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ARRA Investments in Obesity and Inflammation

Public Health Burden
Obesity is characterized by chronic mild inflammation.  The main basis for this view is that there is an increased circulating level of several inflammatory markers in the obese.  Given the observation that “white” fat secretes a number of inflammation-related proteins, it is probable that this tissue is a major source of the increase in inflammatory markers in obesity.  While chronic inflammation is generally considered a consequence of obesity, the new results suggest the inflammatory reaction might also contribute to obesity and associated diseases, including diabetes.  It has increasingly been considered that the inflammatory state associated with obesity and the production of inflammatory factors is important in the development of the diseases associated with a high body mass index, a measure of weight relative to height.  Thus, diseases associated with obesity, such as type 2 diabetes and cardiovascular disease, have been causally linked to inflammation.  However, much work remains to unravel the mechanistic basis for the link between specific inflammatory factors and obesity-related disorders.

Clinical Research
Numerous ARRA grants have been funded that are based on studying obesity-associated inflammation and its effects directly in humans:
  • A project to examine whether omega-3 polyunsaturated fatty acid dietary supplements during pregnancy act as insulin sensitizers thereby decreasing insulin resistance and inflammation.1
  • A study to determine if vascular injury is detectable at a young age in obesity-related high blood pressure, and whether it is associated with a pro-inflammatory adipokine profile which, in turn, is associated with the presence of genetic variants in adipokine regulatory genes in African American children.2
  • A grant to compare the effects of a low-carbohydrate diet with a low-calorie/ low-fat diet, each alone or combined with exercise, on abdominal and liver fat, insulin levels, and inflammation.3
  • A grant to provide insights into the mechanisms by which diet and exercise reduce abdominal fatness and improve cardiovascular health in overweight and obese persons with type 2 diabetes. These mechanisms include systemic inflammation, insulin sensitivity, and aerobic and strength fitness.4
  • A grant to identify demographic and clinical characteristics associated with a higher likelihood of having type 2 diabetes despite being normal weight, and to determine whether three previously-identified risk factors for type 2 diabetes (inflammation, nervous system function, and depression) are predictors of disease in the absence of obesity.5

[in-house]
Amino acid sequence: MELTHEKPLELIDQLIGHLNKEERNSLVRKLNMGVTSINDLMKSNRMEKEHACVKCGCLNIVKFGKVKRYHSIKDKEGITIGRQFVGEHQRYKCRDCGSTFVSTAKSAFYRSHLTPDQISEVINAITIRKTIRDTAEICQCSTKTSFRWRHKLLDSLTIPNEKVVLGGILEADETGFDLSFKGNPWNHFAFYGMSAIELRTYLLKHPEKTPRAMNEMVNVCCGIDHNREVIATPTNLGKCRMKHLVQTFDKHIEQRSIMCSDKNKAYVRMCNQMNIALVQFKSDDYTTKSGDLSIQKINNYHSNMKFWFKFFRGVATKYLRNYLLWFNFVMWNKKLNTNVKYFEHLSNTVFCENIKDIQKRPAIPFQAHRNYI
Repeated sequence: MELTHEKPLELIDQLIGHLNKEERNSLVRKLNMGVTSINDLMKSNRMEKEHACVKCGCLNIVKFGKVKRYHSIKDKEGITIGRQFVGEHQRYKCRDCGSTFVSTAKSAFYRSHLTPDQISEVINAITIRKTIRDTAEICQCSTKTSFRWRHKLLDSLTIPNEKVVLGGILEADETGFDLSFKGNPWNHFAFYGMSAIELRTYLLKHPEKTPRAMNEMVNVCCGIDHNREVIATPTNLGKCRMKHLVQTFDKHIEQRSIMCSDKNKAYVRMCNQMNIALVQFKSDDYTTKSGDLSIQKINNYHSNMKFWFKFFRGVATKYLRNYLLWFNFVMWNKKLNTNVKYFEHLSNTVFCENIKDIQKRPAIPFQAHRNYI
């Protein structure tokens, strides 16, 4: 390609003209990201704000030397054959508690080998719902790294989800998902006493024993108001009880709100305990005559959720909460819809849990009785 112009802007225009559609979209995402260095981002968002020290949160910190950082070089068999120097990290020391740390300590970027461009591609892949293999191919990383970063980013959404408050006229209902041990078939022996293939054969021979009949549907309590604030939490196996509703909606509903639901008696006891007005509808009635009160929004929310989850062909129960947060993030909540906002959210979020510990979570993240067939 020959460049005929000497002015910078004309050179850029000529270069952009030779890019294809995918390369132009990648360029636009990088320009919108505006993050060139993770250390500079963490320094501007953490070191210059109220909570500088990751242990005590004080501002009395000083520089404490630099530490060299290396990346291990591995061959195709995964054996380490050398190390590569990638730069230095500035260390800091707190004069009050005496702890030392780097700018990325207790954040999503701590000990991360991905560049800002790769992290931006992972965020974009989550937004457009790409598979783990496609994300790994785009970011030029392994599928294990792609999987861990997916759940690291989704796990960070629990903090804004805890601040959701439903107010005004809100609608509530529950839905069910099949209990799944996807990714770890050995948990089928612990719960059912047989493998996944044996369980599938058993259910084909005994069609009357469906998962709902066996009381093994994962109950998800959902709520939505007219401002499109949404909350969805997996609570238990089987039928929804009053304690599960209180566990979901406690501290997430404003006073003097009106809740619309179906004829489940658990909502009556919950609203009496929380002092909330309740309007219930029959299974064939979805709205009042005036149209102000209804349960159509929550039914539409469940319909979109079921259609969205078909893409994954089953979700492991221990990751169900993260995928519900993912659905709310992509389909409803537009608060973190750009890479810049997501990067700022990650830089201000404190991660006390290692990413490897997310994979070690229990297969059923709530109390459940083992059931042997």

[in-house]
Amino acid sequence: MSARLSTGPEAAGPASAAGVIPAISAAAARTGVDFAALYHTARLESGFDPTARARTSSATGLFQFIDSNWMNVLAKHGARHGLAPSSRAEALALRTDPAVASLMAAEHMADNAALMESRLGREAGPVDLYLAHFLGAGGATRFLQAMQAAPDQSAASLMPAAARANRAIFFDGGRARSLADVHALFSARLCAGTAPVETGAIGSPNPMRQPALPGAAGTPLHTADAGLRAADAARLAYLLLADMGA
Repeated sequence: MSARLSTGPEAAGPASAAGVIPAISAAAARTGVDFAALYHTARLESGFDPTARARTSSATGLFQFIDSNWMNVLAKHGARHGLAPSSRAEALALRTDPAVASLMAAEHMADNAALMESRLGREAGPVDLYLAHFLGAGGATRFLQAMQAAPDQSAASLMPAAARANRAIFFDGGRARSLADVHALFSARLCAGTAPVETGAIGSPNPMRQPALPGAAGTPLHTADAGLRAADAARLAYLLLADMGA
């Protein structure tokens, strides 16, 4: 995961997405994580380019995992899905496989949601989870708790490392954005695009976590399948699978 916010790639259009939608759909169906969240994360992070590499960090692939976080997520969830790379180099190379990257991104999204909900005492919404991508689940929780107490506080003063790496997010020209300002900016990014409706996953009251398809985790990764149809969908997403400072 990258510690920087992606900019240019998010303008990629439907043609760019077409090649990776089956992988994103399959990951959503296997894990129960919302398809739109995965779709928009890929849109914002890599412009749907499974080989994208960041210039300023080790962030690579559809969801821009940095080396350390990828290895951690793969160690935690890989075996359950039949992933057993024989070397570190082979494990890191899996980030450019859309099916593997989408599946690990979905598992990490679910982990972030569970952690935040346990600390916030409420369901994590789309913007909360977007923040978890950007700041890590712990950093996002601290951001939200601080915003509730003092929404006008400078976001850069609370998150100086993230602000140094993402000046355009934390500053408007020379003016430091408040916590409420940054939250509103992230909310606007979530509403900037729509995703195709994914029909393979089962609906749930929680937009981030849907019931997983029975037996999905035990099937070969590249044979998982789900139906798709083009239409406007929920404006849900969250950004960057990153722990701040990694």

Novel Targets for Intervention
Several ARRA-funded projects are investigating novel methods of obesity interventions focused on inflammation:
  • A grant to explore the hypothesis that during chronic stress induced by a high fat diet, Grp78 (a multifunctional endoplasmic reticulum (ER) protein) in adipose tissue triggers compensatory and protective measures, such as increases in production of other proteins and mitochondrial activity, which lead to enhanced energy expenditure, attenuation of ER stress and inflammatory responses resulting in improved insulin sensitivity.6
  • A grant to determine how the actions of Tumor Progression Locus 2, a mediator of inflammatory signaling, promote obesity-associated inflammation and insulin resistance.7
  • A grant to test the hypothesis that early life exposure to Bisphenol A promotes adult-onset obesity and related complications (such as diabetes) in mice by altering energy metabolism in key metabolic tissues such as fat and skeletal muscle.8
  • A project to examine the molecular mechanisms controlling fatty acid release from fat tissue, a key step in the induction of insulin resistance during obesity and type 2 diabetes.9
  • A study to investigate whether exposure to ambient fine-particulate pollution combined with a high fat diet will act together to cause increased obesity and type 2 diabetes as measured by outcomes of obesity, inflammation, insulin resistance, and abnormal vascular function in mice.10

  1. 1R01HD057236-01A1 -- Omega 3 Supplementation Decreases Inflammation and Fetal Obesity in Pregnancy -- Catalano, Patrick Michael (OH)
  2. 1R01HL092030-01A1 -- Inflammation and Injury in Obesity Hypertension in African American Adolescents -- Falkner, Bonita (PA)
  3. 1R01HL092280-01A2 -- Two Diets With Exercise in Abdominal Obesity: Cardiovascular Effects -- Stewart, Kerry J. (MD)
  4. 1R01HL086026-01A2 -- Diet and Exercise in Type 2 Diabetes -- Stewart, Kerry J. (MD)
  5. 1R21DK082903-01A1 -- Epidemiologic Studies of Type 2 Diabetes in Normal Weight Adults -- Carnethon, Mercedes Renee (IL)
  6. 1R01DK079999-01A2 -- Endoplasmic Reticulum Chaperone as a Regulator of Obesity and Diabetes -- Lee, Amy S. (CA)
  7. 1R01DK082574-01A1 -- TPL2: A Central Node in Obesity-Associated Inflammation and Metabolic Disorders -- Greenberg, Andrew (MA)
  8. 1RC2ES018781-01 -- Defining the Role of BPA in Promoting Obesity and Associated Metabolic Complications -- Rubin, Beverly Sharon (MA)
  9. 1R56DK084237-01 -- The Control of Fatty Acid Release in Adipocytes -- Ruan, Hong (NJ)
  10. 1R21ES017412-01 -- Obesity Development: Role of Air Pollution and High Fat Diet -- Sun, Qinghua (OH)

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Page Last Updated on June 30, 2018 NIH...Turning Discovery Into Health®